Halls and Hallways

It is possibly only in India that the living room is also called the “hall”. In the ¬†UK, where I briefly lived, for example, the “hall” in the home refers to the hallway, the little passage that connects together all rooms. Actually, thinking about it, it is not surprising that the living room in India is called the “hall”, since it also performs the job of the hallway.

We rearrange the furniture in our home fairly often. Recently we had people moving in downstairs after that house had been empty for over a year. The first thing we told the new neighbours was that we rearrange our furniture rather often, and we’ll try our best to do it without noise.

That said, most of our recent rearrangements have involved the bedrooms. The living room has been left alone, since we’ve been completely unable to “plan and draw”(as my chemistry teacher used to say in class 12 while teaching us orbital diagrams).

The problem, we realise, is that our living room has “too many orifices”. It is a rather large room that combines the living room and the dining room. The main entrance into the house leads into it. And one bedroom, the kitchen, one balcony and (finally) the hallway that lead the two other bedrooms and one bathroom lead from it.

This large number of orifices for our living room means that there are few “U-shaped spaces” which can be converted into nice living quarters, with a TV, and comfy sofas, and what not.

And when I think about all the other houses I’ve lived in in India, this has been true there as well – the living rooms have had too many orifices, and the houses haven’t sufficiently made use of hallways to separate out rooms. The result, everywhere, has been living rooms where you have televisions that don’t sit directly opposite sofas, living rooms where the sofas are massively misaligned, and so forth.

Earlier on in the pandemic I had lamented the death of the verandah – as a in-between space where you could meet people who you didn’t want to invite into the fullness of the home. If and when I actually build a house (rather than buying one), I’ll possibly want both a verandah and a hallway.

I’m increasingly questioning why it became fashionable at all to have the main door of your house leading straight into the living room.

Verandahs

Both the houses that I grew up in (built in 1951 and 1984) had large verandahs through which we entered the house. Apart from being convenient parking spaces for shoes and bicycles (the purpose that the “hallway” in British homes also performs), these were also large enough to seat and greet guests that you weren’t particularly familiar with.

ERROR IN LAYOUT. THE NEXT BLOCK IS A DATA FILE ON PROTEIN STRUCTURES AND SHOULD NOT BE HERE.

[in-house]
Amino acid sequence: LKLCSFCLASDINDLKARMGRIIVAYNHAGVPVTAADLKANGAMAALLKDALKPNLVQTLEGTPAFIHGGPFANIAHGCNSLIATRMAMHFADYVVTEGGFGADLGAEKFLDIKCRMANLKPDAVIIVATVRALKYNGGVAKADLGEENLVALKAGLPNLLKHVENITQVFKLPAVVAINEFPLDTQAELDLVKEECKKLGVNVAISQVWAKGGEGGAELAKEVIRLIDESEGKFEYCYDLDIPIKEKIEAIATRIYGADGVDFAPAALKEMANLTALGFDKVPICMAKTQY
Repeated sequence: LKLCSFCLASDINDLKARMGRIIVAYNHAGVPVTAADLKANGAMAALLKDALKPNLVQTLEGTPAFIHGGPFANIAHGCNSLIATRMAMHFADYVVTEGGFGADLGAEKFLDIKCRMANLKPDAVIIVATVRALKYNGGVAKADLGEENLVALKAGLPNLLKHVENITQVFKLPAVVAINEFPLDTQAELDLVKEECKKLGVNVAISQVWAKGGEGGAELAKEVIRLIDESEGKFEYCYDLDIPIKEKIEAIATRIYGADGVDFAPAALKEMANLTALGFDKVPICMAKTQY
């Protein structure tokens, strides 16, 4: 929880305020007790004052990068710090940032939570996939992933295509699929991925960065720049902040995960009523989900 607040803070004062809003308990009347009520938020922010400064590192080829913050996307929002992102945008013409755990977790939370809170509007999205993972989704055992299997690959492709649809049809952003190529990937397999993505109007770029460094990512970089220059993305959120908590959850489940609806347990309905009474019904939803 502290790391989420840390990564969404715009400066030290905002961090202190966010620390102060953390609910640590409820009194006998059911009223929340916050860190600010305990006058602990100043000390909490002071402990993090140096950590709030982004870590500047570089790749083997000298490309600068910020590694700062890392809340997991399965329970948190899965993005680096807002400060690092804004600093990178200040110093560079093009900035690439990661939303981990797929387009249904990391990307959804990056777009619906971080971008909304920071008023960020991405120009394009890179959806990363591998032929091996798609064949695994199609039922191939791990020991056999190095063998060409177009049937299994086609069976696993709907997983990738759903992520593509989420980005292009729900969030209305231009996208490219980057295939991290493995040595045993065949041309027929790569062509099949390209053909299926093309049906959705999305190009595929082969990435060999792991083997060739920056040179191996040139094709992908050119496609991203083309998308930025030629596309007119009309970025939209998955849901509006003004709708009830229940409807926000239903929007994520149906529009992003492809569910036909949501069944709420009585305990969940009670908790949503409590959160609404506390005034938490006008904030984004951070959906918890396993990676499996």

None of the other houses that I’ve lived in (as an adult, and most of them being apartments constructed in the last 20-30 years) have verandahs. Instead, you enter directly into the living room.

There might be multiple reasons for this. Like you don’t want to waste precious built up area on a separate room for guests that is likely to be sparingly used. Some people might consider a separate space to meet certain kinds of people who come home to be classist, and unbecoming of a modern home. Finally, over the last 20 years or so, not as many people come home as they used to earlier.

I’m completely making this up, but I think one reason that the number of people who come home is lower is that we now have more “third places” such as restaurants or bars or cafes to meet people. If you can meet your acquaintances for breakfast, or tea, or for a drink, there is less reason to call them home (or visit them). Instead, your home can be exclusive to people who you know very well and who you can invite into the fullness of your living room.

Now, I must confess that even before the covid-19 crisis, the wife and I had started missing a verandah, and have been furiously rearranging our large living-cum-dining room over the last year to create a “verandah like space”.

When government officials conducting the census come home, where do you make them sit? What about the painter or carpenter who has come to have a discussion about some work you want to get done? What about the guy from the bank who has come to get your signature on some random forms? Or the neighbour or relative who suddenly decides to pop in without being invited?